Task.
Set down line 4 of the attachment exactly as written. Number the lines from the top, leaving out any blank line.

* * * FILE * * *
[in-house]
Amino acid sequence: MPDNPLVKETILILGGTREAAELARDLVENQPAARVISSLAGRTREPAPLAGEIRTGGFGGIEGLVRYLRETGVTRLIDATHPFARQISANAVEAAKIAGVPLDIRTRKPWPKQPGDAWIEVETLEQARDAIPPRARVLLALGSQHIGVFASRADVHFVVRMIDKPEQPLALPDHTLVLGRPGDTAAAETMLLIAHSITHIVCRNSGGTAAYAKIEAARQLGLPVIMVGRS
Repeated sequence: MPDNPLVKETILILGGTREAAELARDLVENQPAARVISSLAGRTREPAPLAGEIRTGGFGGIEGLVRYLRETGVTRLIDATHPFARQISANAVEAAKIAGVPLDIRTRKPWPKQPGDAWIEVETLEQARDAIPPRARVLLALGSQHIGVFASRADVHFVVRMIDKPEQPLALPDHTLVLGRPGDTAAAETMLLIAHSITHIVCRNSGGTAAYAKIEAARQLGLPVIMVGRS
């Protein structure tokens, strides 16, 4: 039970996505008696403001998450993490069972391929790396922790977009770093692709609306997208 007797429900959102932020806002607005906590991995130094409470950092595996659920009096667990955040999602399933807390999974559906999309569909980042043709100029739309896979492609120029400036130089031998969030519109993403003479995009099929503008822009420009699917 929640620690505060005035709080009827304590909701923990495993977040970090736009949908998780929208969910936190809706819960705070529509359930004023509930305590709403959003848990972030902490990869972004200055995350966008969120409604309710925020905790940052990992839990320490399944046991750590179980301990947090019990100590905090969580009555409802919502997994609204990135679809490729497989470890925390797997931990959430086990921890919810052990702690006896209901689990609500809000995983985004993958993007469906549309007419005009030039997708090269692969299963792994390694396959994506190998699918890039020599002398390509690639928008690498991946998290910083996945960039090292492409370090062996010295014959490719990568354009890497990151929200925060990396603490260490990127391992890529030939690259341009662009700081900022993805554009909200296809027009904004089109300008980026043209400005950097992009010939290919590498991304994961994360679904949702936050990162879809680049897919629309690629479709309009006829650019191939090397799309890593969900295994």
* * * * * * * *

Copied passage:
């Protein structure tokens, strides 16, 4: 039970996505008696403001998450993490069972391929790396922790977009770093692709609306997208 007797429900959102932020806002607005906590991995130094409470950092595996659920009096667990955040999602399933807390999974559906999309569909980042043709100029739309896979492609120029400036130089031998969030519109993403003479995009099929503008822009420009699917 929640620690505060005035709080009827304590909701923990495993977040970090736009949908998780929208969910936190809706819960705070529509359930004023509930305590709403959003848990972030902490990869972004200055995350966008969120409604309710925020905790940052990992839990320490399944046991750590179980301990947090019990100590905090969580009555409802919502997994609204990135679809490729497989470890925390797997931990959430086990921890919810052990702690006896209901689990609500809000995983985004993958993007469906549309007419005009030039997708090269692969299963792994390694396959994506190998699918890039020599002398390509690639928008690498991946998290910083996945960039090292492409370090062996010295014959490719990568354009890497990151929200925060990396603490260490990127391992890529030939690259341009662009700081900022993805554009909200296809027009904004089109300008980026043209400005950097992009010939290919590498991304994961994360679904949702936050990162879809680049897919629309690629479709309009006829650019191939090397799309890593969900295994």